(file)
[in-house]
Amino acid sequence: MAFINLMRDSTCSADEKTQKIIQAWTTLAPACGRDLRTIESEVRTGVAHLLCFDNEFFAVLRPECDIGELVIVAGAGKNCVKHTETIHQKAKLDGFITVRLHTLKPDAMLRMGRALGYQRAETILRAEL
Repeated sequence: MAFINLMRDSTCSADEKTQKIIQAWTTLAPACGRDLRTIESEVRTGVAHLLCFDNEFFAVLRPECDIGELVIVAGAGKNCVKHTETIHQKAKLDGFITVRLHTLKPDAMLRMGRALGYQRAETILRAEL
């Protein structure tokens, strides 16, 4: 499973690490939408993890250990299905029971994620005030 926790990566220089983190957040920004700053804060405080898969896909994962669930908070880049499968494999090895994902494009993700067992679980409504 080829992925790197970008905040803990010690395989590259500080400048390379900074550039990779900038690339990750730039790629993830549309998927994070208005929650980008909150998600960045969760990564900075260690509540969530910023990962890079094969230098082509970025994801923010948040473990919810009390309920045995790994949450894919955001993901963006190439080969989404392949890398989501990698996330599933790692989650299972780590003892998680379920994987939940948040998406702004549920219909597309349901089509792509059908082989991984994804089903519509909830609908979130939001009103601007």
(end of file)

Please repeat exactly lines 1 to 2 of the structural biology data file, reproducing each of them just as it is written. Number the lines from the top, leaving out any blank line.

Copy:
[in-house]
Amino acid sequence: MAFINLMRDSTCSADEKTQKIIQAWTTLAPACGRDLRTIESEVRTGVAHLLCFDNEFFAVLRPECDIGELVIVAGAGKNCVKHTETIHQKAKLDGFITVRLHTLKPDAMLRMGRALGYQRAETILRAEL